It is a word expressing a multitude of things–mostly, well…sex.
But did you know eating greasy food is a form of sex? What about “fighting a dragon?”
Okay, so sex is a versatile subject…but also versatile is its use in literature. In the chapters It’s All About Sex… and …Except Sex examples are pulled from books like D.H Lawrence’s Lady Chatterly’s Lover and Anthony Burgess’s controversial A Clockwork Orange–granted, those are entirely separate instances of sex; in fact, most of the time, they aren’t even truly sex.
The books that are sex…we call those by their proper names–erotica.
Scenes coming to mind–ah, Dracula, for example, a Gothic novel with sexual and aggressive overtones; but being in the age before Freud there were no double meanings or lewd imagery in commonplace objects. The world simply had sex. See, then Bram Stoker penned a scene in which Count Dracula fluttered into innocent Mina Harker’s bedroom, slit open his pale chest, and made her drink the blood–again, before Freud; but read this:
“…his right hand gripped the back of her neck, forcing her face down on his bosom.”
That, and the other vivid descriptions are implicating an action similar to sex, but this is far from it; in fact, you might see Dracula tarnishing Miss Harker’s vulnerability as a woman, and as well beginning her conversion into a vampire. Not only sex, see?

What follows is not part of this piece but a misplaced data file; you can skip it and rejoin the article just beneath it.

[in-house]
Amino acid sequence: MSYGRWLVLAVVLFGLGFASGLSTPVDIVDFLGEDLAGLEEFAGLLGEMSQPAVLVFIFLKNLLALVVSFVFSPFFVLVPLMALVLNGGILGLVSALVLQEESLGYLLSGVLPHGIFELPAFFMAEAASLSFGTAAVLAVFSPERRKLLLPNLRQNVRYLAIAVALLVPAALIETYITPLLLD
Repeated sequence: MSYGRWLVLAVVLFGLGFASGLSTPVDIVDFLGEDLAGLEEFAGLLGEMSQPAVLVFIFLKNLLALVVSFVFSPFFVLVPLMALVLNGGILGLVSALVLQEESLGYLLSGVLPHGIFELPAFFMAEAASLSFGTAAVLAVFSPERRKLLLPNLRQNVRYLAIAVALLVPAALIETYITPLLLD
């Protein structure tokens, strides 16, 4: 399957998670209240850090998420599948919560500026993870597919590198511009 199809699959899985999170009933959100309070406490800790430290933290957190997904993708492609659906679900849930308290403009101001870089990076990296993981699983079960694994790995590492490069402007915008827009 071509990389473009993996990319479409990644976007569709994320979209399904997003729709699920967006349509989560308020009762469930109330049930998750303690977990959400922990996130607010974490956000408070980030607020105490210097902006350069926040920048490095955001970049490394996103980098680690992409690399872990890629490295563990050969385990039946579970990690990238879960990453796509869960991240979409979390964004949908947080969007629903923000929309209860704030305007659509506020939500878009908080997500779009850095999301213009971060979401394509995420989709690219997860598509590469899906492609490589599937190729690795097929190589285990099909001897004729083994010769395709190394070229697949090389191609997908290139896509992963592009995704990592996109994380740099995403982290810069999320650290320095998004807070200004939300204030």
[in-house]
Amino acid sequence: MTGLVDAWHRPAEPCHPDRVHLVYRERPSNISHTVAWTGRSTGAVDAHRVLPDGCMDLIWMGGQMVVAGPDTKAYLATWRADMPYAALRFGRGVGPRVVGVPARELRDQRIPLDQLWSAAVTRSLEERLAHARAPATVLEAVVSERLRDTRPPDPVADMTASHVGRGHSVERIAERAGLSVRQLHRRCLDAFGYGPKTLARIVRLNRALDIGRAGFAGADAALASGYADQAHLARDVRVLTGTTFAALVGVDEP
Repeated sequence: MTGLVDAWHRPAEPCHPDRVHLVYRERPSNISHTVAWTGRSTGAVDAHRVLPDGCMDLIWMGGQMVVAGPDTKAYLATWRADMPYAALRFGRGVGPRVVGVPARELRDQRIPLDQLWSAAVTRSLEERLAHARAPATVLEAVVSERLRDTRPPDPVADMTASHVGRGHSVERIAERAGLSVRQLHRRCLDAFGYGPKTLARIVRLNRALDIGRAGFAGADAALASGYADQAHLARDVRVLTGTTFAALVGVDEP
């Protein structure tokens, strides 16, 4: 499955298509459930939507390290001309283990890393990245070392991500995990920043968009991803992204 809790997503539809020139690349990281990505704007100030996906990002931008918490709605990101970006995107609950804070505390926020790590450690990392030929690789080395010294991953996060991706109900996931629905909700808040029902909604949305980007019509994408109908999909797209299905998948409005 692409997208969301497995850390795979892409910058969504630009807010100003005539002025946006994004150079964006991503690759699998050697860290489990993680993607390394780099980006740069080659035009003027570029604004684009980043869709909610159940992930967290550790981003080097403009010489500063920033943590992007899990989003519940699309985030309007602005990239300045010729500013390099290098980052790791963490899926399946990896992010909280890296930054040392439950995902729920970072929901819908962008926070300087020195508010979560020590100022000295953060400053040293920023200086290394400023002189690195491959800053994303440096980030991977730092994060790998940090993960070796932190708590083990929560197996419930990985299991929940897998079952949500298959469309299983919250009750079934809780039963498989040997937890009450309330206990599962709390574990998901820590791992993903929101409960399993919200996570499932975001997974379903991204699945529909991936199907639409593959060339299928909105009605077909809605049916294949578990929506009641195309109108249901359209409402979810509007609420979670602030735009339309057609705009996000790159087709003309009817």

Taking a trip on to the opposite side of the spectrum, we find baptism, which, as it turns out, is symbolic of surviving a drowning, or when caught in a rainstorm emerging soaking in a new life…specifically, as a new person.
Here, some of my own examples,
The Shawshank Redemption: The movie or book I have not had the pleasure of seeing, but on the original movie poster there is a kneeling prisoner cheering amid pouring rain–now, guessing here, but I feel the prisoner has escaped Shawshank Penitentiary and chosen to do so on the night of a thunder storm; and freed from his chains he is splattered with water, maybe he is slightly submerged in it.
Moby-Dick: In the incredible last thirty pages of this novel as Captain Ahab and his crew are battling the Great White Whale, there appears a tropical storm which forms a violent whirlpool. Once Ahab stabs Moby, completing his lifelong mission, his ship, the Pequod, is swallowed wholly by the whirlpool; and Ishmael, the lone survivor having emerged with newfound wisdom, writes his novel and spends the rest of his life warning passerby on the streets of “Manhattoes” about the dreaded white whales.
I thought it an especially interesting point, by far the most thought-provoking of his ideas. Rain as a form of rebirth…it has a nice touch.
By the way, pairing these two ideas together–not a coincidence.